Fast-forward to 1981, Lady Diana Spencer was 19 years old when she became engaged to The Prince of Wales. Diana brought the fiery blue stone, set in an antique style with a halo of diamonds, back as the engagement ring to own, and continued to wear it even after her divorce from Prince Charles.In 1997. global designers set about creating similar rings for international brides-to-be of every income. After Diana’s tragic death, her sons were allowed to select mementos from her jewelry collection. Twelve-year-old Harry picked out the sapphire ring, and William chose his mother’s yellow gold Cartier watch. When William announced his intention to wed Kate Middleton, the brothers swapped mementos. Asked in a television interview about his marriage proposal, William told the journalist that he had been carrying the ring around for weeks and “literally would not let it go.”
He continued, It’s my mother’s engagement ring so I thought it was quite nice… she’s not going to be around to share in any of the fun and excitement of it all—this was my way of keeping her close to it all… it’s a sapphire with some diamonds…I am sure everyone recognizes it from previous times.” As Kate Middleton lifted her hand to show the ring to the cameras, a media blitz was created around the world; jewelry store phones began to ring off the hook and designers started creating the next wave of sapphire rings.
And speaking of rings and royalty, let’s talk about another famed gemstone. In England in 1922, when Princess Mary appeared in public wearing an emerald engagement ring, the price of emeralds soared—sealing the gem’s status as a favorite among the stylish in society, long before the term ‘alternative bridal rings’ was coined.
Over a decade later, her brother, Edward Prince of Wales abdicated his throne for Wallis Simpson and proposed to her with a Cartier designed emerald engagement ring, which she eventually updated to meet the changing times but kept the original shank with the sentimental inscription, “We Are Ours Now, 27.x36.”
Then in the 1950s, another style icon received an emerald engagement ring. Jacqueline Bouvier was proposed to by John F. Kennedy with a Van Cleef & Arpels 2.79-carat cut emerald mounted next to a 2.84-carat diamond, accented with tapered baguettes. In 1962, Jackie Kennedy had the ring reset with additional diamonds to reflect more modern times, just as The Duchess of Windsor did before her.
Not all of Hollywood royalty received ‘rocks’—at least not the first time around. Two icons of the decade, Audrey Hepburn and Marilyn Monroe received engagement rings from their first husbands, that were eternity bands. Although she sang her heart out about diamonds, in real life Marilyn Monroe was more subtle than her character ‘Lorelei Lee’ in Gentlemen Prefer Blondes when she was with baseball legend Joe DiMaggio. Their wedding ceremony took place at City Hall in San Francisco with a handful of guests. Monroe wore a platinum baguette-cut diamond eternity band served as both engagement ring and wedding band.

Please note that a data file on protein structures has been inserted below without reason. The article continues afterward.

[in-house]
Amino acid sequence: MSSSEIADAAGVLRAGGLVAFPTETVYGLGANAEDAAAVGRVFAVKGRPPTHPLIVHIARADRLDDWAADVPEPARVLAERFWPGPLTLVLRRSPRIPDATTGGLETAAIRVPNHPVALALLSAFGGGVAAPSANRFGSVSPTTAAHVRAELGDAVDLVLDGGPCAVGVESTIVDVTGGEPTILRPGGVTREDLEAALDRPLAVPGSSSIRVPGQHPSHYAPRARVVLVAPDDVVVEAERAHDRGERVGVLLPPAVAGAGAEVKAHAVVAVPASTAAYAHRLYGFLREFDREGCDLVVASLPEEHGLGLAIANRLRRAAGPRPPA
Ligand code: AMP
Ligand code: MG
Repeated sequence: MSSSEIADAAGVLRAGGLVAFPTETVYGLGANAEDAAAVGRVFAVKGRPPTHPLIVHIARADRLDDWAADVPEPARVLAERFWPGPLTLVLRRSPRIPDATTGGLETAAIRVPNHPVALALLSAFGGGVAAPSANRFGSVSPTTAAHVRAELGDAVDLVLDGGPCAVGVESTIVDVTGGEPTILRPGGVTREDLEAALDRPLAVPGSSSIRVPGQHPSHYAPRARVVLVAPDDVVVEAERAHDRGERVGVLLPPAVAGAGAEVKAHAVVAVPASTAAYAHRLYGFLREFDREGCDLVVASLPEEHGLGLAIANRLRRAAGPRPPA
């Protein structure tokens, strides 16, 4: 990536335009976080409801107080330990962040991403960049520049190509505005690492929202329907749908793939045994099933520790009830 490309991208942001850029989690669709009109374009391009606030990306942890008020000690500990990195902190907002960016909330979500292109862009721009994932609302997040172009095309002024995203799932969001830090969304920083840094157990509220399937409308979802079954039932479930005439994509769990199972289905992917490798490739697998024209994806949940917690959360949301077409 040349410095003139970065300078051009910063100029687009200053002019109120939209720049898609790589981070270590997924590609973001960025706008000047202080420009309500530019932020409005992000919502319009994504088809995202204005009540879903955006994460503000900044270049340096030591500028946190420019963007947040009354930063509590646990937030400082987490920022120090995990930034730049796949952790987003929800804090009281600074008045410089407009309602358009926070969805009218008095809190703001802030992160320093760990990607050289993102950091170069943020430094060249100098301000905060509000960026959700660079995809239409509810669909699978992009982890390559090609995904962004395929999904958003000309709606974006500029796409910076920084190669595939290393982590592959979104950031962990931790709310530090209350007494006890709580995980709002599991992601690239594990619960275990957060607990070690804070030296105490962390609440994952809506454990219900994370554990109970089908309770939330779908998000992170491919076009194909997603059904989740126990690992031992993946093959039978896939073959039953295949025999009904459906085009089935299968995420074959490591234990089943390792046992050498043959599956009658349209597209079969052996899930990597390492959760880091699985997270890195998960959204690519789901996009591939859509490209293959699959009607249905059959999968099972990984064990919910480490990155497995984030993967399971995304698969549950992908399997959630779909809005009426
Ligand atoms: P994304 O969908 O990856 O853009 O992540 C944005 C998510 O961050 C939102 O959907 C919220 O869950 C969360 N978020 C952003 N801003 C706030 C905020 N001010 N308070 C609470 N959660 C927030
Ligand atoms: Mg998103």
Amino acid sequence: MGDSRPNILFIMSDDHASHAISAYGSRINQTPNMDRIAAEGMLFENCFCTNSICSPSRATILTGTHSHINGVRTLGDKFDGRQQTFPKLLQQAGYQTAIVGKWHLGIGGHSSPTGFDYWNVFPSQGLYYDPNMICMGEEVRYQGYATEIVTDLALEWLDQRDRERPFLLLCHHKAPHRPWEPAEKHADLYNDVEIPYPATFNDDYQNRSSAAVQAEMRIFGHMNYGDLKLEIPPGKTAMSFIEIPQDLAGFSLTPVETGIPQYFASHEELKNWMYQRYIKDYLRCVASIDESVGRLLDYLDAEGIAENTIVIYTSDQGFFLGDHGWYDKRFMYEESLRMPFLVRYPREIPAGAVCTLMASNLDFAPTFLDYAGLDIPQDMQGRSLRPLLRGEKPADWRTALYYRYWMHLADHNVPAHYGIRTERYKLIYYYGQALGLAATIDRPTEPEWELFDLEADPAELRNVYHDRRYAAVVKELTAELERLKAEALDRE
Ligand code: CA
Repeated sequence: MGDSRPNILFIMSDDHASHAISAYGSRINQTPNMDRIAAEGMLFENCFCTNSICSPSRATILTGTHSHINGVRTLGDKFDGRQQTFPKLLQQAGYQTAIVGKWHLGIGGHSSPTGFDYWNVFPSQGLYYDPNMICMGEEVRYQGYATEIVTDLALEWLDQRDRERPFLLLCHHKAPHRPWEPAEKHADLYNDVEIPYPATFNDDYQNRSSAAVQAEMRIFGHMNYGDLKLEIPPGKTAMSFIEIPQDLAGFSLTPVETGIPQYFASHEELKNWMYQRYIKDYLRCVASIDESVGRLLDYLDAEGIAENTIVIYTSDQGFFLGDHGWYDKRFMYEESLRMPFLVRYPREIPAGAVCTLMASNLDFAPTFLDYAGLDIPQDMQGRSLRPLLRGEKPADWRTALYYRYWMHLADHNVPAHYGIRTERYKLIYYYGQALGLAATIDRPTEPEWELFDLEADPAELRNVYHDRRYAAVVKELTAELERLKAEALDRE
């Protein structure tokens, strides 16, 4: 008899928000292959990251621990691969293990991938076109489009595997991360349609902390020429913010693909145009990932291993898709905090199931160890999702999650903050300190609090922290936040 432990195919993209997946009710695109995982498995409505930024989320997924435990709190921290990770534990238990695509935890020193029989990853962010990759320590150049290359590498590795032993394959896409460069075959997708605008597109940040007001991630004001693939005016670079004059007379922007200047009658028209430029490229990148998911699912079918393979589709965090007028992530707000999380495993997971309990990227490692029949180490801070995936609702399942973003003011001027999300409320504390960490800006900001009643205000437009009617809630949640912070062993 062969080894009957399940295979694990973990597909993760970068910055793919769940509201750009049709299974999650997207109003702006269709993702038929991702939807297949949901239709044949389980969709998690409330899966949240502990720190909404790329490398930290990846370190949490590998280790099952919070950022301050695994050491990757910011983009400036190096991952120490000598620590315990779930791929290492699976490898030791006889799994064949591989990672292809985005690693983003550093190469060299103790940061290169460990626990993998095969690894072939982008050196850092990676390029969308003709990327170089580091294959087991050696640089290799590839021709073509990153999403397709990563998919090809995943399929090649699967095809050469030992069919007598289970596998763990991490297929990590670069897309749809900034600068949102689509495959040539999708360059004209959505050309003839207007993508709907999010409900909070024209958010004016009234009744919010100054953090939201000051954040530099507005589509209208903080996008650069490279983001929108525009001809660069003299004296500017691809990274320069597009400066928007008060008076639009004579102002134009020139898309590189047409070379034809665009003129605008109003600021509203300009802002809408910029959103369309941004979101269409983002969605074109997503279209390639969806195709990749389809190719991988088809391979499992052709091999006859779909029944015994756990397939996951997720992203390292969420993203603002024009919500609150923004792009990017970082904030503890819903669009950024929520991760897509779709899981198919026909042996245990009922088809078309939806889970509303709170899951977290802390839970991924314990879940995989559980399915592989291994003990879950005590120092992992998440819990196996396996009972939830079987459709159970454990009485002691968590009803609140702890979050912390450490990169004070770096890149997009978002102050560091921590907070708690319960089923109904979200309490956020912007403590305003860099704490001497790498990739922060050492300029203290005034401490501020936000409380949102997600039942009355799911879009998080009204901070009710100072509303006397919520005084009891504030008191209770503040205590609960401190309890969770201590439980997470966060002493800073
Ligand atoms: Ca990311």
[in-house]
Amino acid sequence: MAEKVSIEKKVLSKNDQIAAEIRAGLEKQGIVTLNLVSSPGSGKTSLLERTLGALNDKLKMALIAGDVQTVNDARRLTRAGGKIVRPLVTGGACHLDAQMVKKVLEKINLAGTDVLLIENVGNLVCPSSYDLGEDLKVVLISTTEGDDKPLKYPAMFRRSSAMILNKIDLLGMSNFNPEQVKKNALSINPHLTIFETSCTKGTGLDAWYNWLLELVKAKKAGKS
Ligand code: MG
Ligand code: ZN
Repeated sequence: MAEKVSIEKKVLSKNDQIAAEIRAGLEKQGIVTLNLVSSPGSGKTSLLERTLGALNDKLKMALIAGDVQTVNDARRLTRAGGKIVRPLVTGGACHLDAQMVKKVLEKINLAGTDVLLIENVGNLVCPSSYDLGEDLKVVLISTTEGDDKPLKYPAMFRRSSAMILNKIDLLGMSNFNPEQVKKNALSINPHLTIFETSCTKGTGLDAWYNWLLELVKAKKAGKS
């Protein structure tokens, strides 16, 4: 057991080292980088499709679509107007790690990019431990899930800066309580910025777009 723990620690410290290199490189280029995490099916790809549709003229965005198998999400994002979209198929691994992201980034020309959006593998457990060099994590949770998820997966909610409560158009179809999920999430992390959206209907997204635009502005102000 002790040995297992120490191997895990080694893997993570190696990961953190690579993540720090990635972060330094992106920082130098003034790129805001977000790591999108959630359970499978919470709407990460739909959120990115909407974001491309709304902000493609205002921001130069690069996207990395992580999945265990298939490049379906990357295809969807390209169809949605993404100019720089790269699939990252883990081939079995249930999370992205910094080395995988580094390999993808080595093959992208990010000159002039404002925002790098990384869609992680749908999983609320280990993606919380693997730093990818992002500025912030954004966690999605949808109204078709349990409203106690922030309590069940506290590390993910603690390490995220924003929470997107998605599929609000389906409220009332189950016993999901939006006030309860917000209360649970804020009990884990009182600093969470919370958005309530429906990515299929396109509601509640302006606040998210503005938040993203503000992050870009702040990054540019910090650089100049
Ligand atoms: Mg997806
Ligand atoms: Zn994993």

Audrey Hepburn was in a relationship with actor and director Mel Ferrer when she won her well-deserved Oscar for Roman Holiday. While she wore lavish jewels in the film, in which she played a European princess, both Hepburn and Ferrer’s personal tastes were on the more classically refined side. While vacationing in Switzerland, Ferrer presented her with an engagement ring—an eternity band of baguette-cut diamonds from the House of Gübelin of Zurich. Hepburn received two wedding bands that she could wear with the diamond eternity band: they had a faceted texture, one was in white gold and the other in rose gold.
In the mid-1950s, when Hollywood’s fairytale princess, Grace Kelly, found her prince, Rainier III, she became Her Serene Highness Princess Grace of Monaco. After meeting the prince, Kelly broke off her engagement to French actor Jean-Pierre Aumont. Rainier visited her at her home in Philadelphia that Christmas, and he was introduced to her entire family. Their engagement was announced a few days later. Prince Rainier originally proposed with a ruby and diamond eternity band—the colors of Monaco
But when he noticed that the American tradition lent itself towards bigger, flashier rings, he took no time in upgrading and commissioned a Cartier 10.47-carat emerald-cut diamond. Kelly also wore the ring in the 1956 film High Society (the musical version of The Philadelphia Story) The ring turned out to be a perfect fit for the part of a newly engaged socialite and appears often in the film, on Kelly’a finger and alongside Crosby and co-stars Frank Sinatra and Celeste Holm. There were even a few lines written into the script about it. “That’s quite a rock Sam,” says ‘C. K. Dexter Haven’ (played by Bing Crosby), to his ex-wife and socialite ‘Tracy Samantha Lord’ (Grace Kelly) in the 1956 film High Society. He then turns to her fiancé, George Kittredge’ and asks: “Did you mine it yourself George?”
While the rings of our readers might not have bit parts in film or display the carat weight of nobiiliity—they are designed to befit a variety of brides-to-be.
Here are some modern styles that we chose for their various aesthetics, quality and design sensibilities, and their use of new versions of old cut stones and vibrant colored gemstones.